Thursday, November 29, 2007

National Prematurity Awareness Month

November, of which this is the last day, is Prematurity Awareness Month. Last month, I posted some guidelines as to what to say to a woman grieving a pregnancy or infant loss, so I reckon I should say something commemorating this month, seeing as how I have a preemie and all.

Here's my two cents.

1. Follow the rule of nachos. Don't touch a baby if the baby is NA-CHOS. Some of you may need to read that out loud. I really can't stress this enough. The first time I took Ace on a public outing out of necessity for food, I broke down next to the lettuce because a bunch of people were looking at him and I was quite sure the heffas would put their freakin' disgusting old women hands all over him and get him sick. I'm sure I've told y'all about the woman at the post office that pawed my child... uuuugggghhhh I've never felt the urge to tackle someone at the knees as much as I did in that moment.

RSV is very serious, despite what some people will tell you. I know 3 full-term children who had it this year, one of whom was hospitalized for nearly a week. For a parent that's just spent days, weeks, months in the NICU with their child, re-hospitalization is terrifying and something we are desperate to avoid. Not just RSV - we have pneumonia to worry about, the flu, stomach illnesses, etc.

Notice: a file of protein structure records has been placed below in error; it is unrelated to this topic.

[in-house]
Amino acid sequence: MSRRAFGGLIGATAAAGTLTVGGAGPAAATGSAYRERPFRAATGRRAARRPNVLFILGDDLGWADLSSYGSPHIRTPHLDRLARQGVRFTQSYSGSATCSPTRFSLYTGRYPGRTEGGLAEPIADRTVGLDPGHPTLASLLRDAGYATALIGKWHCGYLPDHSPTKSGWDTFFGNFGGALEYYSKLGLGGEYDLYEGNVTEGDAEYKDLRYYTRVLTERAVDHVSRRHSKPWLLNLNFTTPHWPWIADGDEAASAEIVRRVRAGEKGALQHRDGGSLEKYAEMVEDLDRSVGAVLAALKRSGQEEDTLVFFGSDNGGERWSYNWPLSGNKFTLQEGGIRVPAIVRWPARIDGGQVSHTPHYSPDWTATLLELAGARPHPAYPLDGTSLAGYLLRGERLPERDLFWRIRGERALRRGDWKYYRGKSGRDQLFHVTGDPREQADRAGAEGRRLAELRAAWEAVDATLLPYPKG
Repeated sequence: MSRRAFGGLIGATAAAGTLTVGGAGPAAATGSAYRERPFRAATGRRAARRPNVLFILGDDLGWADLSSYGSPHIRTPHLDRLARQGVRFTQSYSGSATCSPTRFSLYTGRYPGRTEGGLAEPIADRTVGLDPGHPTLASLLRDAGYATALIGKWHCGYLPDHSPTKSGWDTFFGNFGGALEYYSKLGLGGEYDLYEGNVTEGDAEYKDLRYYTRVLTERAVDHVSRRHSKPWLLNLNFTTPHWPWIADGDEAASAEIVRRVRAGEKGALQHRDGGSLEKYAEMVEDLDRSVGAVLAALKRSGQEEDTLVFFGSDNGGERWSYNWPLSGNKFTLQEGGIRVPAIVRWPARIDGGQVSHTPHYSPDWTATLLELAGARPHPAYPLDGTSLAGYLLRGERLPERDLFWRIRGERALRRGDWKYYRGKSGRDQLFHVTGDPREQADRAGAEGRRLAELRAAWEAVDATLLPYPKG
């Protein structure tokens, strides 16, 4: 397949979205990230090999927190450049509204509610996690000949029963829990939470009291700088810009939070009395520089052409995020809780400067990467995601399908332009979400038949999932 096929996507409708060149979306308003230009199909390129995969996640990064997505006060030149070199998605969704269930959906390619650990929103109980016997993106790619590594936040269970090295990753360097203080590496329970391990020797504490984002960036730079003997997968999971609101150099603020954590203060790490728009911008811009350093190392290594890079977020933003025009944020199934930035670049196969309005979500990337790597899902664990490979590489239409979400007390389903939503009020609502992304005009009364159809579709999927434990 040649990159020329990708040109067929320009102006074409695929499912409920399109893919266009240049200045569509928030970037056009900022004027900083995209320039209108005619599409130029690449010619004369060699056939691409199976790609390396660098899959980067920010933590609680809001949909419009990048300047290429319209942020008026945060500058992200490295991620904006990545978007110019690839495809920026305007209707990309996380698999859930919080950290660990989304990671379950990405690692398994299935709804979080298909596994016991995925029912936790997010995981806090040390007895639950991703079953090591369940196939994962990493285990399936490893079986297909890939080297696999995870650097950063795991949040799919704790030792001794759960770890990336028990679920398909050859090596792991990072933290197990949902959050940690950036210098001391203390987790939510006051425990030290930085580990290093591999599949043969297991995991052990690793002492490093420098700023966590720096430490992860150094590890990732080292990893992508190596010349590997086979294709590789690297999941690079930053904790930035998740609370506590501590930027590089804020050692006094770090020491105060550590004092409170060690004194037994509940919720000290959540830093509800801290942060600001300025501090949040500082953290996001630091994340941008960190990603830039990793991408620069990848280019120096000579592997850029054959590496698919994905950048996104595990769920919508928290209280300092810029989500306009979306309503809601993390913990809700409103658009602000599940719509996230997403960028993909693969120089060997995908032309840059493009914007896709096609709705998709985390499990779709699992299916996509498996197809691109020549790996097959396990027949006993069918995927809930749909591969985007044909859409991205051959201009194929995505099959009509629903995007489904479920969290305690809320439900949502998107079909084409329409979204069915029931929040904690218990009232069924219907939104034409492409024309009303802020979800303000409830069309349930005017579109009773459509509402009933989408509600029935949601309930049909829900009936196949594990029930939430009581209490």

So, you know how ya mama told you when you were younger not to touch anything if it's not yours? That applies to babies. Unless you have explicit permission, I don't care how adorable the baby is, DO NOT TOUCH. You really don't know what you could have on your hands that you could transmit to that baby.

2. I know that several of my pro-life friends (and a few pro-choice ones) are going to recoil in horror at what I'm about to say, but you have to understand that my opinion is coming from 18 months of talking with preemie parents. I don't want anyone to ever think that a parent or doctor who chooses not to go to extreme and drastic measures to save a preemie is a terrible person. It is not some amazing miracle that a child born at 21 weeks survives. It's a tragedy that the child was born that early, period. There is no miracle in extreme medical intervention and life-long profound disabilities. A lot of people who have never been in a similar situation don't understand this, but there are truly things that are worse than death.